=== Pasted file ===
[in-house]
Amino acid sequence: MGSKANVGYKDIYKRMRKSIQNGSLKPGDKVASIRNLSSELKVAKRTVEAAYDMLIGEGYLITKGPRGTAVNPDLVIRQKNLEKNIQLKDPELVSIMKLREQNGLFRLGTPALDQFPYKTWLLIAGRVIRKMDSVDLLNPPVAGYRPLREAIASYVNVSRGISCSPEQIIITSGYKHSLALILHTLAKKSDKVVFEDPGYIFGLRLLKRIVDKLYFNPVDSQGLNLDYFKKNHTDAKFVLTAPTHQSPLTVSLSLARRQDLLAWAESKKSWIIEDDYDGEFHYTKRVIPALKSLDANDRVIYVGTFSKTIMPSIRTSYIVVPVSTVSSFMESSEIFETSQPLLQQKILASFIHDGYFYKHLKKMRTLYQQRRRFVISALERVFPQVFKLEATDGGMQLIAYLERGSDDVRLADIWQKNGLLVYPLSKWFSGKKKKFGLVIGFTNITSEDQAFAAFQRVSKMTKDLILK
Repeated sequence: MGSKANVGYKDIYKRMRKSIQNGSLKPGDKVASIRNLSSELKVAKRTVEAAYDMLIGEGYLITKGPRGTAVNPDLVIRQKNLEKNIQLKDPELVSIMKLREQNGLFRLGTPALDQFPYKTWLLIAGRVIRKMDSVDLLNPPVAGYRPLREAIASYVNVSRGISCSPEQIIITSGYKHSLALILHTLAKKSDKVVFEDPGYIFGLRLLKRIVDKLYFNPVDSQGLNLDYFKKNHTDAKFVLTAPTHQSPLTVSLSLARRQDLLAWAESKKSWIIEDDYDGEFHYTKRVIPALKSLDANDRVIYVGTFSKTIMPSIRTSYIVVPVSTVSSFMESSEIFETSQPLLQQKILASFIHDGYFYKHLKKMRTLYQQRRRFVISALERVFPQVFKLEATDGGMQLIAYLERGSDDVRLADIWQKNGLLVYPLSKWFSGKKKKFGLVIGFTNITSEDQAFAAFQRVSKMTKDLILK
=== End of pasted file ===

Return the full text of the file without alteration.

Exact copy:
[in-house]
Amino acid sequence: MGSKANVGYKDIYKRMRKSIQNGSLKPGDKVASIRNLSSELKVAKRTVEAAYDMLIGEGYLITKGPRGTAVNPDLVIRQKNLEKNIQLKDPELVSIMKLREQNGLFRLGTPALDQFPYKTWLLIAGRVIRKMDSVDLLNPPVAGYRPLREAIASYVNVSRGISCSPEQIIITSGYKHSLALILHTLAKKSDKVVFEDPGYIFGLRLLKRIVDKLYFNPVDSQGLNLDYFKKNHTDAKFVLTAPTHQSPLTVSLSLARRQDLLAWAESKKSWIIEDDYDGEFHYTKRVIPALKSLDANDRVIYVGTFSKTIMPSIRTSYIVVPVSTVSSFMESSEIFETSQPLLQQKILASFIHDGYFYKHLKKMRTLYQQRRRFVISALERVFPQVFKLEATDGGMQLIAYLERGSDDVRLADIWQKNGLLVYPLSKWFSGKKKKFGLVIGFTNITSEDQAFAAFQRVSKMTKDLILK
Repeated sequence: MGSKANVGYKDIYKRMRKSIQNGSLKPGDKVASIRNLSSELKVAKRTVEAAYDMLIGEGYLITKGPRGTAVNPDLVIRQKNLEKNIQLKDPELVSIMKLREQNGLFRLGTPALDQFPYKTWLLIAGRVIRKMDSVDLLNPPVAGYRPLREAIASYVNVSRGISCSPEQIIITSGYKHSLALILHTLAKKSDKVVFEDPGYIFGLRLLKRIVDKLYFNPVDSQGLNLDYFKKNHTDAKFVLTAPTHQSPLTVSLSLARRQDLLAWAESKKSWIIEDDYDGEFHYTKRVIPALKSLDANDRVIYVGTFSKTIMPSIRTSYIVVPVSTVSSFMESSEIFETSQPLLQQKILASFIHDGYFYKHLKKMRTLYQQRRRFVISALERVFPQVFKLEATDGGMQLIAYLERGSDDVRLADIWQKNGLLVYPLSKWFSGKKKKFGLVIGFTNITSEDQAFAAFQRVSKMTKDLILK